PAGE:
Plus, Thornton Tomasetti and TestFit team up, Studio Roosegaarde’s coronavirus-killing ‘sun,’ and more design-tech news from the week.
Researchers from the University of Southern California and the La Cañada Flintridge, Calif.–based company Marine BioEnergy are looking to the ocean for a new biofuel source: seaweed. The team is deploying an innovative “kelp elevator,” in which it raises and lowers plots of Macrocystis pyrifera (giant kelp) to different depths to maximize its rate of growth. The new aquaculture technique has produced four times the amount of seaweed as compared to naturally grown seaweed. Researchers envision the plant becoming an environmentally friendly, low-carbon source of biofuel. The environmental impact of growing corn and soybean, the current primary sources of biofuel, can include water pollution.
The researchers raise and lower the kelp elevator, made of fiberglass tubes and stainless steel cables, using an automated winch. “The good news is the farm system can be assembled from off-the-shelf products without new technology,” said Brian Wilcox, co-founder and chief engineer of Marine BioEnergy. “Once implemented, depth-cycling farms could lead to a new way to produce affordable, carbon-neutral fuel year-round.” [USC]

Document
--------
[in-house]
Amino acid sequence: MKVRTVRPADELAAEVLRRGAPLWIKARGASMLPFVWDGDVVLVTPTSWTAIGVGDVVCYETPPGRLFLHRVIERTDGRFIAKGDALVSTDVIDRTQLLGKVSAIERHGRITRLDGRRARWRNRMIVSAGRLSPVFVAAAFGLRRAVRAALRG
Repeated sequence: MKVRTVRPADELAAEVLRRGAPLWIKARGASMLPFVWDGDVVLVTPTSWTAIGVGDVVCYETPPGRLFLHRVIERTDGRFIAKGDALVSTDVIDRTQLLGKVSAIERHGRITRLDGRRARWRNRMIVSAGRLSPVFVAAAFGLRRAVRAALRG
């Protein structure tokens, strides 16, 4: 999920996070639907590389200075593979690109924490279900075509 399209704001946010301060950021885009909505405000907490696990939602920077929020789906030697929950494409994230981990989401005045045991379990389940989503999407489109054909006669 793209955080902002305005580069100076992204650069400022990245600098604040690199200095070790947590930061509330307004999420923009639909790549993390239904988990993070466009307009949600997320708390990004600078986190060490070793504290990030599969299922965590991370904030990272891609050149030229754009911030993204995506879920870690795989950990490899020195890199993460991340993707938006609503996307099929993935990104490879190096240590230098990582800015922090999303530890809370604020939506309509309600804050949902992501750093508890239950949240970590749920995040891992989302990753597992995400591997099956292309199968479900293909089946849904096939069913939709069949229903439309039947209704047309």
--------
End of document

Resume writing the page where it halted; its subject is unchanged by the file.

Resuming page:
Inspired by mosquitoes, researchers from the Massachusetts Institute of Technology, Harvard University, and the City University of Hong Kong have created a fleet of tiny drones with “unprecedented dexterity and resilience,” according to an MIT press release. Powered by a soft actuator made of thin rubber cylinders and coated in carbon nanotubes, the little drone has wings that can flap up to 500 times a second, giving an insect-like ability to recover from collision. Potential applications for the durable flying robots include crop pollination and navigating complex and crowded environments. [MIT]
Read on >>>> Source: Week in Tech: Creating Biofuel With an Elevator for Kelp | Architect Magazine